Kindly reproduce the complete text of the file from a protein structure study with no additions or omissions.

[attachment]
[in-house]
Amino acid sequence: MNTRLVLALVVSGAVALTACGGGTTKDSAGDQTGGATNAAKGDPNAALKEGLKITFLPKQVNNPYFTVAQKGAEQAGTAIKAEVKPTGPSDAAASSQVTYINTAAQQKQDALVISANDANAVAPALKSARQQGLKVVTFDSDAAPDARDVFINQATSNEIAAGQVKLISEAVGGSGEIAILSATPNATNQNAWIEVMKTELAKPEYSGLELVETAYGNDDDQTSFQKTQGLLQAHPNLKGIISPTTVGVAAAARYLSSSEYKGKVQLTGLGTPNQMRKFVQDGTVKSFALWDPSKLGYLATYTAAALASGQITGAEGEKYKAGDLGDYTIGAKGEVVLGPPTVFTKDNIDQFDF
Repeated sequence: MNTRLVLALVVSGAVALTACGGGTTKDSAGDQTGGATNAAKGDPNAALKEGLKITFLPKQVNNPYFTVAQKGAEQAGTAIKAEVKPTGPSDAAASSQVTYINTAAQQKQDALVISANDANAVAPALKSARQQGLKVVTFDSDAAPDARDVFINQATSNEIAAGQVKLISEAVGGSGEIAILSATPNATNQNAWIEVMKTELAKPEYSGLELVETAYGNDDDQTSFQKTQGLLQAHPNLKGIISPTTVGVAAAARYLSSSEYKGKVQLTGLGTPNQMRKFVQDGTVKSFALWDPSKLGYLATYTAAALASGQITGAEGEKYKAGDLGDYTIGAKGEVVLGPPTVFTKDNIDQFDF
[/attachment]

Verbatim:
[in-house]
Amino acid sequence: MNTRLVLALVVSGAVALTACGGGTTKDSAGDQTGGATNAAKGDPNAALKEGLKITFLPKQVNNPYFTVAQKGAEQAGTAIKAEVKPTGPSDAAASSQVTYINTAAQQKQDALVISANDANAVAPALKSARQQGLKVVTFDSDAAPDARDVFINQATSNEIAAGQVKLISEAVGGSGEIAILSATPNATNQNAWIEVMKTELAKPEYSGLELVETAYGNDDDQTSFQKTQGLLQAHPNLKGIISPTTVGVAAAARYLSSSEYKGKVQLTGLGTPNQMRKFVQDGTVKSFALWDPSKLGYLATYTAAALASGQITGAEGEKYKAGDLGDYTIGAKGEVVLGPPTVFTKDNIDQFDF
Repeated sequence: MNTRLVLALVVSGAVALTACGGGTTKDSAGDQTGGATNAAKGDPNAALKEGLKITFLPKQVNNPYFTVAQKGAEQAGTAIKAEVKPTGPSDAAASSQVTYINTAAQQKQDALVISANDANAVAPALKSARQQGLKVVTFDSDAAPDARDVFINQATSNEIAAGQVKLISEAVGGSGEIAILSATPNATNQNAWIEVMKTELAKPEYSGLELVETAYGNDDDQTSFQKTQGLLQAHPNLKGIISPTTVGVAAAARYLSSSEYKGKVQLTGLGTPNQMRKFVQDGTVKSFALWDPSKLGYLATYTAAALASGQITGAEGEKYKAGDLGDYTIGAKGEVVLGPPTVFTKDNIDQFDF